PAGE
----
17.1.2003 Gwyn Jones, The Western Mail
[icWales] LAST weekend I had the arduous task of travelling to Athlone in the heartland of Ireland, in order to commentate on S4C's live match between Connacht and Pontypridd.
It's a tough life; having to fly to Dublin, talk about rugby, stay in a hotel and fly back the next day. But it is a price I am willing to pay!
It was ironic - with both teams fighting for survival in the new professional era - that it was a throwback to the good old days. Not a throwback in terms of the standard of rugby - because the game was as good as anything we have seen all season - but for everything else surrounding the game. Athlone is a town of about 25,000 inhabitants and they welcomed their Welsh visitors with warmth that only the Irish possess. When I asked what was the last major sporting event to be held there they said it was Inter Milan's European Cup visit 30 years ago.
It's not often Ponty and Inter are heard in the same sentence.
After the gripping match everyone in the crowd made their way to the clubhouse, purely to warm up of course, and once the players had finished their meals it was time for the speeches. The presidents of Connacht and Pontypridd rose to address the players and spectators, followed by a brief word from both captains.
I cannot remember the last time I heard a captain of a professional club say a few words at the end of a match. It still exists at junior levels but the occasions where the club captain would be called upon to say a few words have all but disappeared.
Professional clubs don't go on tours as this costs money, neither do they play touring sides with the frequency they used to. Gone are the centenary matches and professional clubs now enter the Welsh Cup at such a late stage that the romance has vanished.
Despite the lack of practice, Ponty's Mefin Davies did a sterling job. He even remembered to include the obligatory - "I'd like to thank the women for the spread" - line, before ending with a few words in Welsh.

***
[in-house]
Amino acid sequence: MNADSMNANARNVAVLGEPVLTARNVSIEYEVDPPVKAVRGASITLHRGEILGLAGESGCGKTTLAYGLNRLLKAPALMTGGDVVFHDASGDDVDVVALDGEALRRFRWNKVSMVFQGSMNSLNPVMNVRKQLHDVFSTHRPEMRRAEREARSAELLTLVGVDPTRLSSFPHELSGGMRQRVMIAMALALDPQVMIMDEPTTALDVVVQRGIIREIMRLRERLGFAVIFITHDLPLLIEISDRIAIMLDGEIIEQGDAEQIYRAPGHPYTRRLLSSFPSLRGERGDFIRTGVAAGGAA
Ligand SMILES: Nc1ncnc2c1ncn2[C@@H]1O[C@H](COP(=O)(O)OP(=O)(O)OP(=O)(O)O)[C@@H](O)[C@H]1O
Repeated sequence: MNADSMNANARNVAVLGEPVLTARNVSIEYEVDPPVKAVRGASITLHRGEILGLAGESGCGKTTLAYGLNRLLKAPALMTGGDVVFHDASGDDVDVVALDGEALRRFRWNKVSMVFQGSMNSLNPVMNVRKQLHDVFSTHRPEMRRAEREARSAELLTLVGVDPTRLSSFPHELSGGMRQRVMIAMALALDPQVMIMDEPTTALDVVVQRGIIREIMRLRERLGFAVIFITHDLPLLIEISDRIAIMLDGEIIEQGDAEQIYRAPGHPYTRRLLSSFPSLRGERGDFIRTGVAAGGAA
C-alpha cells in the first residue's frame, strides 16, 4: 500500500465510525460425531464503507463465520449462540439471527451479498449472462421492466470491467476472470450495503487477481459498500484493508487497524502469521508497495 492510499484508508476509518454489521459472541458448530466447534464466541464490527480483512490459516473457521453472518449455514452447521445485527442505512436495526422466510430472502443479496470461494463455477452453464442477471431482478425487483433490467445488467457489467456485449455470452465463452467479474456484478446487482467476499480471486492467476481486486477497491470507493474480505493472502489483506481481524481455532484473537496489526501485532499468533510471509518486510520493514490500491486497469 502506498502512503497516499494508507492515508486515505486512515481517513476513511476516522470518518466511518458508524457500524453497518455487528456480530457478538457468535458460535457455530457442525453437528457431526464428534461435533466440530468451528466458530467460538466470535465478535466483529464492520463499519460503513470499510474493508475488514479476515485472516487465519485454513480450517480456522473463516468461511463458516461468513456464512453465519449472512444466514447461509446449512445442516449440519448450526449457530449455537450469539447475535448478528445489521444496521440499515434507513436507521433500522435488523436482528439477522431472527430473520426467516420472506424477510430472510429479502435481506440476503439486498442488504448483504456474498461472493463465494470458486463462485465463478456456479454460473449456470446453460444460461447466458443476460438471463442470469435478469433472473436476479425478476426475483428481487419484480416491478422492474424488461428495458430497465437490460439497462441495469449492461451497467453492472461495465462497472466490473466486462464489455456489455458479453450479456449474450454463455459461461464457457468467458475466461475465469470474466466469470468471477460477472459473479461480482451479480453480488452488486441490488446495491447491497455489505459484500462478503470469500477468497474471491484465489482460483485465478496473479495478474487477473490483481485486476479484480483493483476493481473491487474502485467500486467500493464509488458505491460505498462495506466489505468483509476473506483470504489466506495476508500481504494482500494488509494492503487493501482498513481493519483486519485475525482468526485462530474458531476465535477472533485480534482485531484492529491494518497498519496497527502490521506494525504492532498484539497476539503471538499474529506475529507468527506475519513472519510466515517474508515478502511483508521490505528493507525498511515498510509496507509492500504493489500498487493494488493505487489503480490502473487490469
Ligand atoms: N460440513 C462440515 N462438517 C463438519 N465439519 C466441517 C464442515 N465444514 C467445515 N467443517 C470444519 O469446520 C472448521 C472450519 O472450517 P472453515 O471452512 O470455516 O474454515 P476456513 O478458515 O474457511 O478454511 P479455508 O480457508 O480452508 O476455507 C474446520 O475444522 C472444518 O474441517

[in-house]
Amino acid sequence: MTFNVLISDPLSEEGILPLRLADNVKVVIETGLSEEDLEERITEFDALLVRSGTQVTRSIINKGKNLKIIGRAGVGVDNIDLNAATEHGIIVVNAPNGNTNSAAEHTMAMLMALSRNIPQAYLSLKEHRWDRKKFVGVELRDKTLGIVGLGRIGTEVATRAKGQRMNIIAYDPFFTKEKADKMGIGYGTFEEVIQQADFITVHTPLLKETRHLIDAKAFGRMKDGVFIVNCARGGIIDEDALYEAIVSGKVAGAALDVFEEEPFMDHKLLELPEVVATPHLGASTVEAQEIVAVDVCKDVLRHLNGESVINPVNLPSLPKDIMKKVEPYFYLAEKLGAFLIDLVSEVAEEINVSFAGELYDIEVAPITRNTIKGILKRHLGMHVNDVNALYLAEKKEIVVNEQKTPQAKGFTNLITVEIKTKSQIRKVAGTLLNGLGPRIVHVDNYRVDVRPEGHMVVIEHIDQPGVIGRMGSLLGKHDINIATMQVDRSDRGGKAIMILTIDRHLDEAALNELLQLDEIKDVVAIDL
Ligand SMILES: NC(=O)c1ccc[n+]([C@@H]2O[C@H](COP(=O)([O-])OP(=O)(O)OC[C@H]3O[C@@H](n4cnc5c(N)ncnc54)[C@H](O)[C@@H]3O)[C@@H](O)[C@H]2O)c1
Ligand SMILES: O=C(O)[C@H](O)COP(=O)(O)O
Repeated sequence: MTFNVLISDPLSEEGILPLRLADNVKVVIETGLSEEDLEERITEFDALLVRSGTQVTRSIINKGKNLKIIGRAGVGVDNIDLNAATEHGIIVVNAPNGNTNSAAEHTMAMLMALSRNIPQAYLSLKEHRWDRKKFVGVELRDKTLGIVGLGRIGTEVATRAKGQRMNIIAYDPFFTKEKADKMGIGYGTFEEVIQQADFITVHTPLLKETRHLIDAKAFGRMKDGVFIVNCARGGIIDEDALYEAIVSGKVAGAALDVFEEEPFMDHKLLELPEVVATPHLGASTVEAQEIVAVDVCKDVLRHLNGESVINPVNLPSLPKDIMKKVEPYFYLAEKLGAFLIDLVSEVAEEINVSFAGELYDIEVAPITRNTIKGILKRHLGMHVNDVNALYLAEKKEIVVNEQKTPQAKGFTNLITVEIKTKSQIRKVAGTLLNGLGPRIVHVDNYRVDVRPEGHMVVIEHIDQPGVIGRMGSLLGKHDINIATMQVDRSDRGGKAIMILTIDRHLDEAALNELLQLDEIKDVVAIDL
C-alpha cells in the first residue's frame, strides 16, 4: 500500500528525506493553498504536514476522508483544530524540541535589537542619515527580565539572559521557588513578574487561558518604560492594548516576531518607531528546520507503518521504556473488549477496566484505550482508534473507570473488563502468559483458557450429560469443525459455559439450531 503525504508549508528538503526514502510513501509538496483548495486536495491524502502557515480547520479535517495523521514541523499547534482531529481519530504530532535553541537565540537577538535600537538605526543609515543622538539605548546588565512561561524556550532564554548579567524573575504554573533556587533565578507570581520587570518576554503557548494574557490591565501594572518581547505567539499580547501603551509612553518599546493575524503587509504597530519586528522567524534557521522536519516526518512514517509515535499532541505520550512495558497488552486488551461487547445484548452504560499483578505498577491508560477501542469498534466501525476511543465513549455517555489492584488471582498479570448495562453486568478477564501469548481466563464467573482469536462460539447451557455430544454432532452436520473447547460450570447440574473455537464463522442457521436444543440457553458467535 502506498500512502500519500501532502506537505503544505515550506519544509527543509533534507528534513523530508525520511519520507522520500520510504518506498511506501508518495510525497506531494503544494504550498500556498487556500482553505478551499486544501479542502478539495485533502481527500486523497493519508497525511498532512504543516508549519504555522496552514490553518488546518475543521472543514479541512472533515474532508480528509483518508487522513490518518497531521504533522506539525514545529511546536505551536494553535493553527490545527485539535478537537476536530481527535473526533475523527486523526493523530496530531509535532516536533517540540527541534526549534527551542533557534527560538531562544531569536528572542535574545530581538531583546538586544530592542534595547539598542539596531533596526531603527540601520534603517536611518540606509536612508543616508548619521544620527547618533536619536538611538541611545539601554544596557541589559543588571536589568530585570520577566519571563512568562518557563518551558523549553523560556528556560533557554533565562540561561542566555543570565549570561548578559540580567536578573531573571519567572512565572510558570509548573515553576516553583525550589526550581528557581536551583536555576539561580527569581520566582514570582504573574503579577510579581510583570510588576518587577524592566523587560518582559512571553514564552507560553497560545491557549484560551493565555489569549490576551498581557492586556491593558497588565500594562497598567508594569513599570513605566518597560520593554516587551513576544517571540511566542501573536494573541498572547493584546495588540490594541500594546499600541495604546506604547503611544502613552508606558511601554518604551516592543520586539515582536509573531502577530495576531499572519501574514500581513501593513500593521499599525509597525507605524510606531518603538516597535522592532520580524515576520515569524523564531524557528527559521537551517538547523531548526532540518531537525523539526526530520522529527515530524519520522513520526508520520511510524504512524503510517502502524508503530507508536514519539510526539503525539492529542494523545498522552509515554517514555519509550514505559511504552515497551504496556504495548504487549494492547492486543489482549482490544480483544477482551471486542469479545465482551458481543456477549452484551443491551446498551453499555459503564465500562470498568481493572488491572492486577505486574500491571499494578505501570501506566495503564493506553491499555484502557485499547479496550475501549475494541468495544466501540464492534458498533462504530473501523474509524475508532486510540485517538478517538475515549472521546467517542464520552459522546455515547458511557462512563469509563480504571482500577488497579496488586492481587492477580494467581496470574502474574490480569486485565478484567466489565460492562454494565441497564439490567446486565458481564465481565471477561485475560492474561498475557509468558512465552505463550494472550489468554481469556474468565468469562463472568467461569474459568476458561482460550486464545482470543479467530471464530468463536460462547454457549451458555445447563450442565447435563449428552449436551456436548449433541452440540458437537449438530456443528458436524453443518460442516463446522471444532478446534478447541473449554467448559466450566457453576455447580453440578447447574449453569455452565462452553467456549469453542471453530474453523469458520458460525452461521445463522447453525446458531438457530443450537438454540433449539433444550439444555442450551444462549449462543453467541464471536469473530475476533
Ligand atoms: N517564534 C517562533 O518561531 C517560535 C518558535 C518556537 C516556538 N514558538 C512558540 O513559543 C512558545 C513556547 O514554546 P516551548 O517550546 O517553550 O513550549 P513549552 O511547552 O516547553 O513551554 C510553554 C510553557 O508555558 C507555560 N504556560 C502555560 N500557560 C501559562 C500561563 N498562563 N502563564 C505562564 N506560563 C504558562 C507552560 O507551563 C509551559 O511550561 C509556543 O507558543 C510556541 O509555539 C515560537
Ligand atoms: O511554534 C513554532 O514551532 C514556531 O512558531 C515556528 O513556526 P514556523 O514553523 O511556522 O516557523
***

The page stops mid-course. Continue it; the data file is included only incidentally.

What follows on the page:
Pontypridd had taken part in a great game of rugby, they were in one of the friendliest places you could imagine and if Lynn Howells had given the boys an opportunity to taste the local culture until midnight, who could have blamed him?
On the plane home from Dublin the next day, all the Ponty boys were sat together at the back. You could sense the team spirit and unity and they are clearly a team in every respect.
Unfortunately their captain was the last to get on the aircraft and he eventually made his way down the aisle to the tune of, "Why was he born so beautiful." It was at this point that I began to question the merit or even the possibility of Ponty merging with Cardiff, as was originally so heavily touted. They are so different.
I'm not saying that Cardiff don't have team spirit because they do, they are just very different. For example, we travelled with Cardiff after they had beaten Edinburgh in the quarter-finals of the Celtic League. They had demonstrated great resolve to record a memorable victory and they all sat together at the front end of the plane chatting among themselves.
I am not saying that because the Cardiff players sit at the front of the plane and the Ponty players sit at the back that the sides shouldn't merge. But we are asking clubs with very different cultures and identities to blend as one. And yet it is partly because of the culture and identity that sides like Ponty are so strong.
THE other example was the planned merger of Swansea and Llanelli. Llanelli have managed to establish an excellent work ethic at Stradey Park where, on the whole, the players are fit and eager to train with their coaches.
Swansea, meanwhile, have appointed a captain who a few months ago was threatened with expulsion if he did not lose weight, and they recently dropped star players because they failed to attend training.
The merger of clubs is about more than where the team plays and what colour the shirt is. It will require the coming together of distinct identities. It seems like a large price to pay for an uncertain future. But I cannot see how else Wales can be fiscally responsible and produce sides capable of competing at the highest level.
I have great sympathy for Ponty who have had to fight for recognition - and after all they have achieved they could still end up merging with Cardiff. I had even more sympathy for the Ponty players who were members of the Welsh squad as they left Cardiff International Airport on Sunday. They were heading to the team headquarters for a pool recovery session followed by four hours of video analysis. Professionalism has a lot to answer for.
Play Off Final
Total votes 154
Ponty ar ben eu digon - pencampwyr dwbwl Cymru. Pwy oedd yn serennu yn y gem fawr yn erbyn Llanelli? Ponty on top of the world - double champions of Welsh rugby. Who starred in the big win over Llanelli?